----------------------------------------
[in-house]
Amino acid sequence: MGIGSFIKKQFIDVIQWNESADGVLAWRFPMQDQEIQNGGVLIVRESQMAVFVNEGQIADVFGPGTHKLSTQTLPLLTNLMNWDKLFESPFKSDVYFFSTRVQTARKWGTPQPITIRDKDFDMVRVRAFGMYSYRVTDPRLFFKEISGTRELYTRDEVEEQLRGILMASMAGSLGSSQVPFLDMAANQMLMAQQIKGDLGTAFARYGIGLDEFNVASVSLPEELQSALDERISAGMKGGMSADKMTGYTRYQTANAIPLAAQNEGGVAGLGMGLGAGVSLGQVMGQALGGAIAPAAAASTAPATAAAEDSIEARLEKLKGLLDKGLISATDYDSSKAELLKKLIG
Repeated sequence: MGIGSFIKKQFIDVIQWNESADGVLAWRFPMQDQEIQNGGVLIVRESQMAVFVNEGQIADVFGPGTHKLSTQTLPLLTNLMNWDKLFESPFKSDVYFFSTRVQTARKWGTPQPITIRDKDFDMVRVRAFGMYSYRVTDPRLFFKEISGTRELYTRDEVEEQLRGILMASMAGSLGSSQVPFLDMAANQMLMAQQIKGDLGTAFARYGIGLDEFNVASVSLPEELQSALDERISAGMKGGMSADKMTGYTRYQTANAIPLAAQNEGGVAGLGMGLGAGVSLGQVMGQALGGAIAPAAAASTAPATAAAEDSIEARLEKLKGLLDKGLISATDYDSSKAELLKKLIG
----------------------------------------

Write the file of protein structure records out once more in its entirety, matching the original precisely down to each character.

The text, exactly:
[in-house]
Amino acid sequence: MGIGSFIKKQFIDVIQWNESADGVLAWRFPMQDQEIQNGGVLIVRESQMAVFVNEGQIADVFGPGTHKLSTQTLPLLTNLMNWDKLFESPFKSDVYFFSTRVQTARKWGTPQPITIRDKDFDMVRVRAFGMYSYRVTDPRLFFKEISGTRELYTRDEVEEQLRGILMASMAGSLGSSQVPFLDMAANQMLMAQQIKGDLGTAFARYGIGLDEFNVASVSLPEELQSALDERISAGMKGGMSADKMTGYTRYQTANAIPLAAQNEGGVAGLGMGLGAGVSLGQVMGQALGGAIAPAAAASTAPATAAAEDSIEARLEKLKGLLDKGLISATDYDSSKAELLKKLIG
Repeated sequence: MGIGSFIKKQFIDVIQWNESADGVLAWRFPMQDQEIQNGGVLIVRESQMAVFVNEGQIADVFGPGTHKLSTQTLPLLTNLMNWDKLFESPFKSDVYFFSTRVQTARKWGTPQPITIRDKDFDMVRVRAFGMYSYRVTDPRLFFKEISGTRELYTRDEVEEQLRGILMASMAGSLGSSQVPFLDMAANQMLMAQQIKGDLGTAFARYGIGLDEFNVASVSLPEELQSALDERISAGMKGGMSADKMTGYTRYQTANAIPLAAQNEGGVAGLGMGLGAGVSLGQVMGQALGGAIAPAAAASTAPATAAAEDSIEARLEKLKGLLDKGLISATDYDSSKAELLKKLIG